Remember the old proverb about how, for the want of a single nail, a horse lost its shoe in battle and tossed its rider to the ground? The story goes on to tell how that fall caused a pivotal loss in a greater war which ultimately brought an entire kingdom to ruin. All for the want of a nail.It's a believable scenario.So why not the opposite?What if a nail set in just the right place, tying up a dangerous loose end or finishing a much-needed project, could turn the tide of a battle to make our state a better, safer, happier and healthier place?Building on Hope, a volunteer organization created just over a year ago, believes it can. Last May with the help of hundreds of volunteers and dozens of companies offering construction, design and materials, Building on Hope put the final nail into such a project: the complete remodeling of an Easter Seals NH group home for boys. That project transformed the living conditions and the lives of a stream of young men who have overcome numerous challenges and are preparing to enter the world.This year Building on Hope has joined forces with four other organizations who share the conviction that just one solid change made in the right place can have transformative powers. The organizations, each with unique missions and operating in different parts of the state, share a similar vision. Each one has set out to leverage the goodwill and community spirit around them to beat the odds and overcome the challenges of a bad economy and a stressful pace of life.The challenge to them was to complete one project in May 2011 (dubbed Building on Hope Month by decree of Gov. John Lynch) and submit the results to the Building on Hope committee for evaluation. All four projects would be celebrated in this magazine and one would be chosen for special recognition with the first-ever Building on Hope Community Impact Award. (The winner was a teen center called "The Factory.")So here are four projects that will make a huge difference for Granite Staters for years to come. Each one was completed by a group of volunteers who know small changes in the right place can make a big difference - and who know that the force that drives the nail isn't really strength, it's hope.Community Impact Award Winner:The Bridge Outreach Center"The Factory"
Spanning the gap between kids and communityLittleton is by most measures a healthy place to live, but for young people all that "quality of life" can seem pretty, well, boring. That's why the Bridge Outreach Center dedicated a floor of a 37,000-square-foot renovation project to building a teen center dubbed "The Factory." Thousand of dollars in cash plus in-kind donations from local businesses arrived, and about 40 volunteers joined forces on the project that was completed on June 4 with a ribbon cutting and celebration. The group is still seeking funds for games and pool tables. The project was instigated by James and Angel Anan (pictured here) of White Mountain Christian Church, which owns the building.New Life HomeBuilding a new life for women and their childrenThe New Life Home for Women and Children provides residential substance abuse treatment to moms in a facility where they can keep their kids with them. The facility was accommodating, but the only daycare area was in a rather dank basement. After a team of volunteers cleaned, painted and appointed a fresh new space with all costs covered by individual contributions, the results are obvious. Now the women can participate in program activities knowing their children are in good hands and a safe environment.Odell ParkCreating a park that's a perfect "fit" for one townThe town of Franklin, with a population of about 8,000. has been busy revitalizing and beautifying public spaces, but the parks department knew that the people needed a little shaping up, too. According to school district findings, the town's childhood obesity rates were well above the state average. By raising about $5,000 from donors to add to public funds they were able to install a series of fitness stations to make a romp in the park into an opportunity to really get into shape.Camp AllenMaking the joys of summer more accessibleEach summer Camp Allen provides a natural outdoor experience to about 600 campers of all ages with all sorts of disabilities, but the demand for the day camp always exceeds the supply. To rehabilitate and enlarge their lower facility and install new ramps, the camp raised about $20,000 and brought in dozens of volunteers, including a number of local businesses who provided free labor and materials. All good news as the camp prepares to celebrate its 80th anniversary this year.A New Year of HopeBuilding on Hope plans for their 2012 Signature ProjectWith these four 2010 Community Impact Projects done by their own sets of volunteers, the Building on Hope committee and partners are rested and ready to take on another big assignment.The extensive remodeling and redesign of the Krol House Intensive Residential Facility of Easter Seals, NH, completed in May 2010, proved just how much could be accomplished by a committed group of volunteers focused on a worthy cause, so the excitement is building around the prospects for 2012.At this time the Building on Hope committee is seeking nominations for suitable projects and will be selecting their Signature Project for 2012 in the fall from the candidates presented to them. If you know of a non-profit organization with a community-focused mission that has a public or residential building in great need of structural or aesthetic improvements, send the details to the address below for consideration.Include details on the non-profit group along with a description of the role of the building in serving the group's mission and an estimate of the number of people served and the benefits to the surrounding community. Photos or blueprints of the structure would also be useful.Click here for last year's story - including before and after photos - of the Krol House Building on Hope project.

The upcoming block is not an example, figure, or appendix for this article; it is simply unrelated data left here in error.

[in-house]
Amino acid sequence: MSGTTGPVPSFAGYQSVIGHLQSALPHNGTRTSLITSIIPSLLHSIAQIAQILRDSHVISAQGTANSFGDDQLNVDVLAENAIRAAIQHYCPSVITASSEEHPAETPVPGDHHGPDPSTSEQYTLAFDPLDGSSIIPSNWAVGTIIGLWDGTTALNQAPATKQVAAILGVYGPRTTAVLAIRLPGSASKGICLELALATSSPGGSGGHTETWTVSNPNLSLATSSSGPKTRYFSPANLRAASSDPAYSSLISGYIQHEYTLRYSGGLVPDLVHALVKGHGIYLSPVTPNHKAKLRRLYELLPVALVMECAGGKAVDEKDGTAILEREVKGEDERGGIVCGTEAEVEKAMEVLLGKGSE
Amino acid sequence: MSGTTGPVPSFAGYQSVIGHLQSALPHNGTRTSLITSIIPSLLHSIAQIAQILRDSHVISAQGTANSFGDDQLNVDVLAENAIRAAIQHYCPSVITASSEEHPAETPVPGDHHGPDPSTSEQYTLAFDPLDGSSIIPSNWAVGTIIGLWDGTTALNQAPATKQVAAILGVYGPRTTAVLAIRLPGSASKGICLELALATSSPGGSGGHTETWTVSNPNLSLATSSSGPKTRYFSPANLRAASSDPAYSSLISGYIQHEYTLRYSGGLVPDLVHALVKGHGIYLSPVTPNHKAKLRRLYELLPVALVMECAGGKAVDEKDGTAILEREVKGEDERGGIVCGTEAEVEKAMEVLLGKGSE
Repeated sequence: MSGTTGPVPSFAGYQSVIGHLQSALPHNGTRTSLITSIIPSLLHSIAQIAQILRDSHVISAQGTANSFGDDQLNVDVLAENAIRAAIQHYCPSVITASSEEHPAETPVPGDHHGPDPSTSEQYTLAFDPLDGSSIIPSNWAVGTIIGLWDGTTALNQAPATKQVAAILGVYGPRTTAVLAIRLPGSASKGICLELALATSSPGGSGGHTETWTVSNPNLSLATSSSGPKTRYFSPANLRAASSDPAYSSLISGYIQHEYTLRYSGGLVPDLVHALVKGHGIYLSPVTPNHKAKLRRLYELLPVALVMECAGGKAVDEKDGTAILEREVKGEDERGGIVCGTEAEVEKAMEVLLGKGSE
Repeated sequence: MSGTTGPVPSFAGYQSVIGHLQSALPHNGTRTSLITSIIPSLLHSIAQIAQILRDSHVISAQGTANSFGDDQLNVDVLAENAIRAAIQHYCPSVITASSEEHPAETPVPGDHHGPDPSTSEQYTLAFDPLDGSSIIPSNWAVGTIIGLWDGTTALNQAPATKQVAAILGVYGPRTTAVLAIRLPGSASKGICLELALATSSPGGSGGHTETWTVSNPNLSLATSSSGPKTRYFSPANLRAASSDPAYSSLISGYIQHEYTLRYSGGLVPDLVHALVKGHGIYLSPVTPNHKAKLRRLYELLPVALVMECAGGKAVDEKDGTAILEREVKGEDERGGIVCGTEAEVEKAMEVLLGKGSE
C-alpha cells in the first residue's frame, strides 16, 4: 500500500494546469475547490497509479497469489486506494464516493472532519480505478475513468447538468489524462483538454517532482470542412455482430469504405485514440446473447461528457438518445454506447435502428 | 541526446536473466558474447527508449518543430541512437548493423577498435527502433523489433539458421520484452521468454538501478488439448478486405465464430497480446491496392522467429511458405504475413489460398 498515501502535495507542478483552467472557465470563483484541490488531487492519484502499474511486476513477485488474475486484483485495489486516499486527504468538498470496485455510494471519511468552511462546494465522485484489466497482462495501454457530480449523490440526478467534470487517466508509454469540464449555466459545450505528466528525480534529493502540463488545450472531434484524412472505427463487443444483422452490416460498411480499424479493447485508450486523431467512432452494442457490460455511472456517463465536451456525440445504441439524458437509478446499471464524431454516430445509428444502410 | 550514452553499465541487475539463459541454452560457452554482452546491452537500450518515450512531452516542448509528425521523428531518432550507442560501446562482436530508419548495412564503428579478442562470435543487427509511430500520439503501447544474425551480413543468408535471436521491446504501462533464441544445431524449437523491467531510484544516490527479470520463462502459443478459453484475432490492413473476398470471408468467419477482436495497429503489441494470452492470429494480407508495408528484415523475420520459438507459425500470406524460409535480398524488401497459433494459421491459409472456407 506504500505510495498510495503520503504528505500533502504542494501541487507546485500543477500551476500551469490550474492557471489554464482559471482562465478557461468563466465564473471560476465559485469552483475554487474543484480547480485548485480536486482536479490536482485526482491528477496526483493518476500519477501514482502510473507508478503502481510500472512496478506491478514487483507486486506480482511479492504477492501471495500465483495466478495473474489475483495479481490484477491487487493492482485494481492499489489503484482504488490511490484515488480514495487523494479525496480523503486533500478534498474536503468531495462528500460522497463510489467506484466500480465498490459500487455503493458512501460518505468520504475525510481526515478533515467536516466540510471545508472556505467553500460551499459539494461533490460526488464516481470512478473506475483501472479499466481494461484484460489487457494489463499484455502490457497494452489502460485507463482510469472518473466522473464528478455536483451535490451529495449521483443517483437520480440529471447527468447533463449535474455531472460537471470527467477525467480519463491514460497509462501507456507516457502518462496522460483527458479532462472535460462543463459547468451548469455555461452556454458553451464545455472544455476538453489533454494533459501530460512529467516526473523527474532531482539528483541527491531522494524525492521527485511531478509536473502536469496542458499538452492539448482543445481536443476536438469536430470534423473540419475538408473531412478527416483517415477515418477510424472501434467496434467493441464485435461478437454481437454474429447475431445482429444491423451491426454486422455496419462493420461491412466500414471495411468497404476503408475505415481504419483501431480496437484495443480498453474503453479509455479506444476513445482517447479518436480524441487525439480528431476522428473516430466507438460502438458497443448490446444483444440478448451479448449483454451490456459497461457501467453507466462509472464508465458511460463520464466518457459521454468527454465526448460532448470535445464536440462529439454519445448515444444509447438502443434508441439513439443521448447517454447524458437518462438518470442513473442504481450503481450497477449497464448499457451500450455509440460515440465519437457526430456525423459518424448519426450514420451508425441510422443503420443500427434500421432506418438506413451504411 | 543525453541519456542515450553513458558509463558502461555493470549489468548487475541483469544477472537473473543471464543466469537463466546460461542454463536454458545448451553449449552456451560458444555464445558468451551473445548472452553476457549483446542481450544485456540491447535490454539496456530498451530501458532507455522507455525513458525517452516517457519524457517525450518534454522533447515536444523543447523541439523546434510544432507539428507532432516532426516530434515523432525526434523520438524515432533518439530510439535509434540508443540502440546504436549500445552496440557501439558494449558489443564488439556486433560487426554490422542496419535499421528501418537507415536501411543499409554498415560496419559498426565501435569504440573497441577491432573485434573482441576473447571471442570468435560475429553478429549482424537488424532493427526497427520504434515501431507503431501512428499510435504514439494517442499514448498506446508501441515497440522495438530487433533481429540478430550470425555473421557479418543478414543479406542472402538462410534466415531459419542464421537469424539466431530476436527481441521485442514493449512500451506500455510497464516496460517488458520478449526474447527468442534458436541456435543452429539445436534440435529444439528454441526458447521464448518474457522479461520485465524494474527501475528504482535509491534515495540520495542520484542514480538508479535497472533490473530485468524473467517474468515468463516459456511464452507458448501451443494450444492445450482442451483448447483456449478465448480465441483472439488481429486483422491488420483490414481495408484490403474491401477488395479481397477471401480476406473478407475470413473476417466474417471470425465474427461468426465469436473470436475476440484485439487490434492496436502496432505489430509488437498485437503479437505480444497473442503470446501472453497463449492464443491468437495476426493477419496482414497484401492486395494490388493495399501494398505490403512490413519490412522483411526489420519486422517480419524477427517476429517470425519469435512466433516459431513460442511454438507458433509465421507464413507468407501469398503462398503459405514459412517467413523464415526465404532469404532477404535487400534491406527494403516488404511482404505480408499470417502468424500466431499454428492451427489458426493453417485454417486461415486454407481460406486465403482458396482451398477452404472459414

This article appears in the July 2011 issue of New Hampshire Magazine